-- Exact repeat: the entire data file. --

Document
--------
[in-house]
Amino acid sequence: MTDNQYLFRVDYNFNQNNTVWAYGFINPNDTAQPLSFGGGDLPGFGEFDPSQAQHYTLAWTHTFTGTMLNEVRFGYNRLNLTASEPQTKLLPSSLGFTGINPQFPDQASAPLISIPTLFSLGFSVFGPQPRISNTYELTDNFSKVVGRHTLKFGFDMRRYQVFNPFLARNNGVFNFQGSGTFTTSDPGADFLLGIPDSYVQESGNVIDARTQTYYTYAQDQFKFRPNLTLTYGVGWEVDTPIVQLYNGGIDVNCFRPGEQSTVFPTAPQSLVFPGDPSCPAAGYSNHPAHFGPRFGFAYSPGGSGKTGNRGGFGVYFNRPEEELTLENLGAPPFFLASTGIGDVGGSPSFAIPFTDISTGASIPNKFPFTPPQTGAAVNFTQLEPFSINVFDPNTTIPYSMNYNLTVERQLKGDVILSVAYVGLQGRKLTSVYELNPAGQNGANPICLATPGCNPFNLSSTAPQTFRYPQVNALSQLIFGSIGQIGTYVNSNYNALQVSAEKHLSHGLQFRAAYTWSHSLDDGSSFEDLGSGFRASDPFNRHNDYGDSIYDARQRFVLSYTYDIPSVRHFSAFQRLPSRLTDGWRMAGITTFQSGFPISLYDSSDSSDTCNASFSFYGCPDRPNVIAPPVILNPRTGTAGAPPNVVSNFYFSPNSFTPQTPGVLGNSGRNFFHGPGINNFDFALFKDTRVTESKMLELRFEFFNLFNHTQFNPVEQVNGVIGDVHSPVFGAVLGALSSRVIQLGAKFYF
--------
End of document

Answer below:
[in-house]
Amino acid sequence: MTDNQYLFRVDYNFNQNNTVWAYGFINPNDTAQPLSFGGGDLPGFGEFDPSQAQHYTLAWTHTFTGTMLNEVRFGYNRLNLTASEPQTKLLPSSLGFTGINPQFPDQASAPLISIPTLFSLGFSVFGPQPRISNTYELTDNFSKVVGRHTLKFGFDMRRYQVFNPFLARNNGVFNFQGSGTFTTSDPGADFLLGIPDSYVQESGNVIDARTQTYYTYAQDQFKFRPNLTLTYGVGWEVDTPIVQLYNGGIDVNCFRPGEQSTVFPTAPQSLVFPGDPSCPAAGYSNHPAHFGPRFGFAYSPGGSGKTGNRGGFGVYFNRPEEELTLENLGAPPFFLASTGIGDVGGSPSFAIPFTDISTGASIPNKFPFTPPQTGAAVNFTQLEPFSINVFDPNTTIPYSMNYNLTVERQLKGDVILSVAYVGLQGRKLTSVYELNPAGQNGANPICLATPGCNPFNLSSTAPQTFRYPQVNALSQLIFGSIGQIGTYVNSNYNALQVSAEKHLSHGLQFRAAYTWSHSLDDGSSFEDLGSGFRASDPFNRHNDYGDSIYDARQRFVLSYTYDIPSVRHFSAFQRLPSRLTDGWRMAGITTFQSGFPISLYDSSDSSDTCNASFSFYGCPDRPNVIAPPVILNPRTGTAGAPPNVVSNFYFSPNSFTPQTPGVLGNSGRNFFHGPGINNFDFALFKDTRVTESKMLELRFEFFNLFNHTQFNPVEQVNGVIGDVHSPVFGAVLGALSSRVIQLGAKFYF